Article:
Conference Conversations: Interrogating Our Self-Image as a Champion of Gender Equality

Conference Conversations is a 3-part blog series based on papers from key speakers at the Castan Centre Human Rights Law Conference 2021, which took place on Friday 23 July this year. The first blog in this series is based on a paper presented by the author, Dr Tania Penovic, in session one of the conference on ‘Confronting Persistent Gender Inequality and Harnessing Women’s Voices’.

By Tania Penovic 

Australia’s current level of engagement with the UN human rights system is perhaps unprecedented. We have two representatives on human rights treaty bodies and two experts serving on mandates of the Human Rights Council. All four of these individuals are women and on the world stage, we have presented ourselves as a leader in advancing gender equality. My paper will interrogate this self-image by looking at our international engagement and considering the way it is reflected at home. 

Our recent history of engagement

Our engagement has not always been constructive. It took a combative turn two decades ago, largely in response to findings of the Committee on the Elimination of Racial Discrimination on discrimination against Indigenous Australians. The Committee was said to have ‘failed to grapple with [our] unique and complex history of race relations’1 and castigated for its reliance on information from civil society rather than the more airbrushed image presented by Australia. Then Foreign Affairs Minister Alexander Downer declared that ‘[i]f a United Nations committee wants to play domestic politics here in Australia, it will end up with a bloody nose.’ 

We disengaged to a degree with treaty bodies, resisted international visits2 and refused to ratify the Optional Protocol to the Convention on the Elimination of All Forms of Discrimination against Women (CEDAW) on the basis that Australia already has a ‘world class regime of legal and institutional mechanisms to protect women against discrimination’.3

Dianne Otto observed that this exceptionalist stance rests on the claim that our exemplary human rights record exempts us from having to respond seriously to the concerns of an international system which should be focused on undemocratic states (them) rather than us.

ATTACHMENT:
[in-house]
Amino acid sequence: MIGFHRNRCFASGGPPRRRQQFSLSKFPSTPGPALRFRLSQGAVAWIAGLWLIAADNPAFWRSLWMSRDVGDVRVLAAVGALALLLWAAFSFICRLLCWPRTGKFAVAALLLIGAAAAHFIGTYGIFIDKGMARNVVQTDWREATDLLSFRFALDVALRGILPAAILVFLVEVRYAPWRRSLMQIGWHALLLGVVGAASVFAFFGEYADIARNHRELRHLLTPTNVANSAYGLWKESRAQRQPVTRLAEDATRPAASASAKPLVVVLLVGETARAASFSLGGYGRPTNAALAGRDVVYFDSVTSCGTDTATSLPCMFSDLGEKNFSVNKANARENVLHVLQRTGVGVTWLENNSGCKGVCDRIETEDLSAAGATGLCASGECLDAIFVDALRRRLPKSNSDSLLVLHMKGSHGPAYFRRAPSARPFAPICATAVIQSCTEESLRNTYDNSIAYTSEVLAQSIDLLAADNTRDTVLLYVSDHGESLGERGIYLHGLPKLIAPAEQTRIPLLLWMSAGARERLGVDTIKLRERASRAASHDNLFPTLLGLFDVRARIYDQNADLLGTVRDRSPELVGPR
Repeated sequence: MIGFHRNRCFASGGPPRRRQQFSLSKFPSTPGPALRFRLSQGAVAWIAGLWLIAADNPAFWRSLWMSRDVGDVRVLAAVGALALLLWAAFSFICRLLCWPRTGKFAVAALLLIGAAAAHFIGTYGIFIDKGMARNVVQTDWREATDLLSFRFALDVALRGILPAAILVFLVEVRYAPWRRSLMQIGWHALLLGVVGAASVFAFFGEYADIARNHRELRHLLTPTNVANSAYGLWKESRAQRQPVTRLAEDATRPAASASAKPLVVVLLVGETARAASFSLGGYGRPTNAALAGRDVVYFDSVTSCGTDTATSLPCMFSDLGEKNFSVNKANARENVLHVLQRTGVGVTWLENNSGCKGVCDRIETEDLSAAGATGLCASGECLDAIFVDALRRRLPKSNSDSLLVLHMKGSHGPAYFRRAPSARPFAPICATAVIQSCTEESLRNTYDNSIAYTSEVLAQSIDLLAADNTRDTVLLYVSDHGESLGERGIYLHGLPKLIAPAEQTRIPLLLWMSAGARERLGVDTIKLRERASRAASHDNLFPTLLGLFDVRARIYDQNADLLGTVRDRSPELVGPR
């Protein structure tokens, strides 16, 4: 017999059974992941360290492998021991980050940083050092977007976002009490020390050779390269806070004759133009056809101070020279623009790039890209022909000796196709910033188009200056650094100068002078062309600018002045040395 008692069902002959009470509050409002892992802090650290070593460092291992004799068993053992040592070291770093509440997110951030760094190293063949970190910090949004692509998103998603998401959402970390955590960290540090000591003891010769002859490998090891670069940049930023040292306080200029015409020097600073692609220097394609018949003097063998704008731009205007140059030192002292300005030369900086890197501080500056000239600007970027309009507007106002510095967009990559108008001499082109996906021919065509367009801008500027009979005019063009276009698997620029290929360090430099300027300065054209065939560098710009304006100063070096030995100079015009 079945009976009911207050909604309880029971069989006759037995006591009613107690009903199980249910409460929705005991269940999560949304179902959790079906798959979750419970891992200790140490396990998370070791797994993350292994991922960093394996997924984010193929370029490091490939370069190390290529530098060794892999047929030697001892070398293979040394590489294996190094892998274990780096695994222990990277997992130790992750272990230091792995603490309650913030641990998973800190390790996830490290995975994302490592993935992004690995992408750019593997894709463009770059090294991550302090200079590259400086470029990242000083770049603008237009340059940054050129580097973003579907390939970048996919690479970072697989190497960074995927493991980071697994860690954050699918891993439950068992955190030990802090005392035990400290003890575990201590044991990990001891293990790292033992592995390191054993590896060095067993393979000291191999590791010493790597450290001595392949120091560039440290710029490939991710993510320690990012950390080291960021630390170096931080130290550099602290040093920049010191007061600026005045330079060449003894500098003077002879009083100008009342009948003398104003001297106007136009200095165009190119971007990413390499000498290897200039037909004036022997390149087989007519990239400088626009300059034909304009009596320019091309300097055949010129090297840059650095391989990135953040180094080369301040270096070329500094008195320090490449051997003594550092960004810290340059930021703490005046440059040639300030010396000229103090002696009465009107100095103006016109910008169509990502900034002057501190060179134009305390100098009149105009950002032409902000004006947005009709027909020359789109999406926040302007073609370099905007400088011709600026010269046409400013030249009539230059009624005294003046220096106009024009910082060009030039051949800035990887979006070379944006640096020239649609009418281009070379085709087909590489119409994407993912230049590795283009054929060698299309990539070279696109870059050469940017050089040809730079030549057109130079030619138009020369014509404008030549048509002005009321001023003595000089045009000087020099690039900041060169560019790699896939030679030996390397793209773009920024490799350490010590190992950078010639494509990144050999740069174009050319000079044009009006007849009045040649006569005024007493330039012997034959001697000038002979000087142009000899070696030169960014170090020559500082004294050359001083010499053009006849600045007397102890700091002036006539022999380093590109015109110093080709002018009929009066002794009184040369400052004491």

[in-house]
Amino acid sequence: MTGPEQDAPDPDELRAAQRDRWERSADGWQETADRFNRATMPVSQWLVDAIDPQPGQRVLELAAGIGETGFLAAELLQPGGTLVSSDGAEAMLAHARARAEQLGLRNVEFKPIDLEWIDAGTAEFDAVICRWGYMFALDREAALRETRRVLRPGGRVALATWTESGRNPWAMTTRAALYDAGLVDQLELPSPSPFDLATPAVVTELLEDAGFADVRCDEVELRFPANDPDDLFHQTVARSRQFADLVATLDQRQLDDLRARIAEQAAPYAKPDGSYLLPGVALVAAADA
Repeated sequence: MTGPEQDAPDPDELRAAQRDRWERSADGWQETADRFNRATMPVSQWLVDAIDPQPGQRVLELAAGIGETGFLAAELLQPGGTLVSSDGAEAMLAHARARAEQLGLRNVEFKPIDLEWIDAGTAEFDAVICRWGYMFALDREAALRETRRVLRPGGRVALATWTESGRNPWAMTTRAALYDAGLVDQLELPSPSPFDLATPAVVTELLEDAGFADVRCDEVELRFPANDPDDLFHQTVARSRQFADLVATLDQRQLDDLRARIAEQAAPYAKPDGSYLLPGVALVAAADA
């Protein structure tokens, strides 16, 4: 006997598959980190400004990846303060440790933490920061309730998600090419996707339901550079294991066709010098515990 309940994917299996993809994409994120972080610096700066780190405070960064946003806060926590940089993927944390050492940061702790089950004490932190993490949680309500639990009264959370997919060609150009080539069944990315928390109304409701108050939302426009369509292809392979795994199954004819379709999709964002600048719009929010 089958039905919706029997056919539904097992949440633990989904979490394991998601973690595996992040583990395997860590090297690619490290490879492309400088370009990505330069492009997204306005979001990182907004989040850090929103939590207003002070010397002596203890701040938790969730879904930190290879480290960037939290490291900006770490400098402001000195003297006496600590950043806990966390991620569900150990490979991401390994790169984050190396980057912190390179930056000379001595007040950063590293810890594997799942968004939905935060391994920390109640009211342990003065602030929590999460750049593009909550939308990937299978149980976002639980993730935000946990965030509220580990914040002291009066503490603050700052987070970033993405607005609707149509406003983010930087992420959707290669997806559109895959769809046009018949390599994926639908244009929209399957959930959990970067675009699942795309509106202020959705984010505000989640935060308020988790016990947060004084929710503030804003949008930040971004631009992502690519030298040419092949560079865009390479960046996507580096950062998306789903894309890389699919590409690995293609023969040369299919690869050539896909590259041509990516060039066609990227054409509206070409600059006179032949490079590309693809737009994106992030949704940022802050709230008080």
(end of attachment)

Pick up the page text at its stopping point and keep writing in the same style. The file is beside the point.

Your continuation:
Resistance to human rights scrutiny has been reflected in hostility directed towards NGOs and former Australian Human Rights Commission president Gillian Triggs in the context of our seemingly intractable asylum seeker policy. Reports from UN special rapporteurs have been disparaged as lectures that ‘Australians are sick of’ or ‘the kind of nonsense we are used to from these armchair critics.’ But more recently, we have welcomed visits from these special procedures of the Human Rights Council and hosted visits by five special rapporteurs with a further three postponed due to COVID-19. We have sought election and served a three-year term on the Human Rights Council, fuelling speculation about a shift in our engagement with the UN system and a greater commitment to domestic implementation

 A retreat from exceptionalism?

In examining whether Australia’s engagement has shifted from the exceptionalism of the past, I will apply the lens of rituals and ritualism drawn from sociology, anthropology and regulatory theory by Hilary Charlesworth and Emma Larking and applied to participation in the UN system. Charlesworth and Larking have described rituals are ‘ceremonies or formalities that, through repetition, entrench the understandings and the power relationships they embody’, a ‘means of enacting a social consensus.’4 Ritualism involves embracing human rights language and garnering the legitimacy associated with human rights commitments while, or even as a means of, deflecting scrutiny and avoiding accountability.5  

So rituals encompass the processes of engagement with the human rights system, including the processes of reporting periodically to treaty bodies and the Human Rights Council’s Universal Periodic Review, responding to the recommendations emanating from these processes and engaging in international political negotiations.  

I will consider whether Australia’s engagement is marked by human rights ritualism by examining our recent participation in the rituals of the UN human rights system and then considering whether this has translated into a commitment to the advancement of gender equality at home.    

The rituals of engagement 

A foundational ritual of UN engagement is treaty ratification. And despite previous its earlier refusal, Australia has ratified CEDAW’s Optional Protocol. In recent years, it has also ratified the Convention on the Rights of Persons with Disabilities, its Optional Protocol, two Optional Protocols to the Convention on the Rights of the Child and, after significant delay, the Optional Protocol to the Convention against Torture